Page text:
Reading Posts


EthicsI recently finished an entire class on the life and theology of Dietrich Bonhoeffer. He was a German pastor and theologian during the rise of Hitler and National Socialism in Germany. As a pacifist, he later joined a plot to assassinate Hitler. As you might imagine, there are lots of complexities to all of this and we have numerous books he wrote to unpack his thinking along the way. One of my favorites is his book Ethics. I don’t agree with all of his conclusions in this book but I find his arguments intriguing and worth spending time considering. Some of his comments in the book even seem to help us understand the rise of guys like Donald Trump (see: The Successful Man).

Ethics gets into the gray area between right and wrong and looks at the complexities of how to live out our faith in the midst of trying times. Bonhoeffer didn’t argue that it was okay to kill Hitler because Hitler was extra evil. Rather, he argued that he willingly assumed guilt for his part in the assassination attempt because assuming this guilt on behalf of others was ultimately the right thing to do. Parts of the book can get a bit theologically dense, so the following are a few of my favorite quotes from the book to give you a feel for it. I group them into four categories: Jesus, assuming guilt, the will of God, and general thoughts.


"The world will allow itself to be subdued only by success. It is not ideas or opinions which decide, but deeds. Success alone justifies wrongs done. Success heals the wounds of guilt. There is no sense in reproaching the successful man for his unvirtuous behaviour, for this would be to remain in the past while the successful man strides forward from one deed to the next, conquering the future and securing the irrevocability of what has been done. The successful man presents us with accomplished facts which can never again be reversed. What he destroys cannot be restored. What he constructs will acquire at least a prescriptive right in the next generation. No indictment can make good the guilt which the successful man has left behind him. The indictment falls silent with the passage of time, but the success remains and determines the course of history."

Dietrich Bonhoeffer, Ethics

A Spoke in the Wheel

a spoke in the wheelA week ago I started what may turn out to be one of my favorite classes. The next few months at Fuller I’m studying the life and theology of Dietrich Bonhoeffer. Bonhoeffer was a German pastor and theologian alive during the rise of Hitler. He was executed about one month before the Nazi’s final demise. While I do not agree with everything Bonhoeffer believed or did, his life offers us a vulnerable look at how to live out a faith in Christ amidst the most trying times one might imagine.

The first book I read for the course is called A Spoke in the Wheel by Renate Wind. It provides both a biographical look on Bonhoeffer’s life as well as a collection of some of his writings. Below are some of the quotes from the book that most stood out to me.


My 51 books of 2015

Here are the books I read in 2015 with my rating for them (5 being the best) along with a brief review. Topping the list this year was The Bible Tells Me So and The Grand Paradox.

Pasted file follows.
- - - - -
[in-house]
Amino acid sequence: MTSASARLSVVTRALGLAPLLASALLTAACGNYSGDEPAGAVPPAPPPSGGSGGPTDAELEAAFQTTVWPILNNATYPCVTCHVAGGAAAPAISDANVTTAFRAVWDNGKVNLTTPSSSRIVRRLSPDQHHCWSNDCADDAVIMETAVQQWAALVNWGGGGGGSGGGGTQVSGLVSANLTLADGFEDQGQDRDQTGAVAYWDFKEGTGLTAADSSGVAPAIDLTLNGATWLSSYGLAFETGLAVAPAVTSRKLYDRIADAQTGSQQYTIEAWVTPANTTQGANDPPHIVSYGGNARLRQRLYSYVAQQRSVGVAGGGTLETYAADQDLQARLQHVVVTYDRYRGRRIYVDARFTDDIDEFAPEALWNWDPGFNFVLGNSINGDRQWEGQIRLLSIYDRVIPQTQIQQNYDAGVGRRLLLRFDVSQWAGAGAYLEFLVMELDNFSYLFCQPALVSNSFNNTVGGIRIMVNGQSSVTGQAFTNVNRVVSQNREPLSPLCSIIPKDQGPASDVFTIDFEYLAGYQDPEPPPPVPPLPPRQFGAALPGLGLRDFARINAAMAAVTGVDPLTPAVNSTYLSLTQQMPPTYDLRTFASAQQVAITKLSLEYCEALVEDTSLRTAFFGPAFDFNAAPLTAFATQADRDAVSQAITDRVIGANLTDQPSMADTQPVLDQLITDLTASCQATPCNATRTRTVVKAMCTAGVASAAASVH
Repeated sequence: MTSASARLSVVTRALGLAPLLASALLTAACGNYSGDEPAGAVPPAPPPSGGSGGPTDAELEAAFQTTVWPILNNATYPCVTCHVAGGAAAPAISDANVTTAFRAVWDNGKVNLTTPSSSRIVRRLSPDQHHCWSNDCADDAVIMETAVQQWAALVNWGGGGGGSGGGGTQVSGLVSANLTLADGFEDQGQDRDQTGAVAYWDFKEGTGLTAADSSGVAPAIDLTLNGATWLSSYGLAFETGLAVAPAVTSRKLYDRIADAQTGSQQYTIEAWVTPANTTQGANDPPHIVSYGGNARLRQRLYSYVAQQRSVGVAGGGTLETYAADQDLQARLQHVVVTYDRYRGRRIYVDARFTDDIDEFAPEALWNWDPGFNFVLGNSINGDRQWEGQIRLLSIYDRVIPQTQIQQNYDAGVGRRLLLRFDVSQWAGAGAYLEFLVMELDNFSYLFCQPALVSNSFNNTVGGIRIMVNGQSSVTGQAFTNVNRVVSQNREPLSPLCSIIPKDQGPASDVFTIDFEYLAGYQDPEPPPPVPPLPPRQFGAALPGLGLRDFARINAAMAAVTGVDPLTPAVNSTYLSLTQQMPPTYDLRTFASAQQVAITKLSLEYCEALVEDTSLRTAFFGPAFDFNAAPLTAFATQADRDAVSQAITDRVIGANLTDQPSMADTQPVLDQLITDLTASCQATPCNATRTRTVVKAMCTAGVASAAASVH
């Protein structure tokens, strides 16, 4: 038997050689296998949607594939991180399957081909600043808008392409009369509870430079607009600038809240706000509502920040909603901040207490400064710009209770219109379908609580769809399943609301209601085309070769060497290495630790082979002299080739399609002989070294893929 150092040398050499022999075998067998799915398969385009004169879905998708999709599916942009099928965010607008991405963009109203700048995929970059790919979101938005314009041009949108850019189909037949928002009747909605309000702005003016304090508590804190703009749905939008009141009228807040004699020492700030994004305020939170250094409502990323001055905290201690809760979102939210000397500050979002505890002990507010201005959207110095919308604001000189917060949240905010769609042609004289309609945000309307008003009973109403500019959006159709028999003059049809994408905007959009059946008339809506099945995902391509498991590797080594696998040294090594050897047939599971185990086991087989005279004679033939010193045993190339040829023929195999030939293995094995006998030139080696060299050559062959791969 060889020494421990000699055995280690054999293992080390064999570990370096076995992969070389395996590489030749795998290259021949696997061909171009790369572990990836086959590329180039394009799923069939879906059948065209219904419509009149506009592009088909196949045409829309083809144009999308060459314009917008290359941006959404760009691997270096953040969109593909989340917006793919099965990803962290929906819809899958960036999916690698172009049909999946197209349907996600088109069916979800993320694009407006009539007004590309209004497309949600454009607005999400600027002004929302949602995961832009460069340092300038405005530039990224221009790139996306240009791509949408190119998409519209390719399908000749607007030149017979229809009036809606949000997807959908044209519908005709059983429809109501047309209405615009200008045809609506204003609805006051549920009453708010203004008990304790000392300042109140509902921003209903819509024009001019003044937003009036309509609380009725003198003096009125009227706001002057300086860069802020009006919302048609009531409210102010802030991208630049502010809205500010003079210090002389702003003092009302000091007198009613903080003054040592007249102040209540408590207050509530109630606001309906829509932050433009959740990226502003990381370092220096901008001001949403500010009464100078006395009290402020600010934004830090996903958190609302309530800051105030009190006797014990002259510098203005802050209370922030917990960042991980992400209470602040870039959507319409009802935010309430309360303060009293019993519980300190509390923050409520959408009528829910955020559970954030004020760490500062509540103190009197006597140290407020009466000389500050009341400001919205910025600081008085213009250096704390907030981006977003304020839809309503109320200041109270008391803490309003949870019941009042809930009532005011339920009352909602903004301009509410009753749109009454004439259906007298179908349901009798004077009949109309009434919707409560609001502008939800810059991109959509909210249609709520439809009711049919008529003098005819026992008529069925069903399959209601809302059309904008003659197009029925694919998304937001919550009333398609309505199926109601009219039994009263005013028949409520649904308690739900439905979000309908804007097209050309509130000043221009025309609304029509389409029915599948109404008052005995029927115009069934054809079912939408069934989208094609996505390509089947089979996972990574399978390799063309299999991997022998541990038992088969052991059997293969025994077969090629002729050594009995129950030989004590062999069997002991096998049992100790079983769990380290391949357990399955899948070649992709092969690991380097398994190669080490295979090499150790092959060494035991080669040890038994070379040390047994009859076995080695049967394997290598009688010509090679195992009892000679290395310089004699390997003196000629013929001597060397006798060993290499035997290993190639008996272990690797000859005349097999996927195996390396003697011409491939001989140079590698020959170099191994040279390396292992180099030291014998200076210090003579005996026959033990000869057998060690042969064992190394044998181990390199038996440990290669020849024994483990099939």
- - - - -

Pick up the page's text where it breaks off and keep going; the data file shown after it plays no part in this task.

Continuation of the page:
Any book without a number rating has been given to me by the author or publisher. In addition to this list you might also check out my reading lists from previous years as well as my recommendations on how to become a better reader. A lot of people resolve to read more in the new year and if that’s you I hope this list gives you something to get you started.

This year I also released my book Redeeming Pleasure in September.


Everyone is a Theologian

reknew manifestoOne of my mentors recently developed a recommended library on a number of theological topics. It’s not just any list, as it spans more than 2000 books. It’s meticulously organized around nine major themes: Bible Interpretation, The Old Testament, The New Testament, Church History, Theology, Apologetics, Christian Living, Philosophy, and Contemporary Science/Free Will/Time. Then, there are numerous subcategories for each of these. He even provides a rating based on the reading difficulty for each book from one to four.

I’m grateful that my book Redeeming Pleasure made this list. In case you can’t find it, it’s in the Theology: Ethics category. It’s rated at a 1 so don’t be scared!

We all have views about God and how to interact with Him. But are your views growing and being challenged? If you can’t easily answer yes to that, I’d recommend you consider spending some time in 2016 growing in your faith in this way.

Click here to check out the list.

Interview for Seminary Dropout

Interview for Seminary Dropout

Recently I had the chance to do an interview with Shane Blackshear about my book Redeeming Pleasure. Shane runs an incredible podcasting site called Seminary Dropout and has built an impressive “who’s who” catalogue of Christian thought leaders (just read through the names of previous interviews on the right side of his site).

As a case in point, the interview before me was with Max Lucado. In the small chance you’re not familiar with Max, he’s currently approaching his 100th book written and has more than 92 million copies in print. So I’m not sure how I managed to get included on that list but I had a great time talking about my book with Shane. I’m still working on selling my first million, which of course they say is the hardest…

Click here to go to his page and listen to the interview.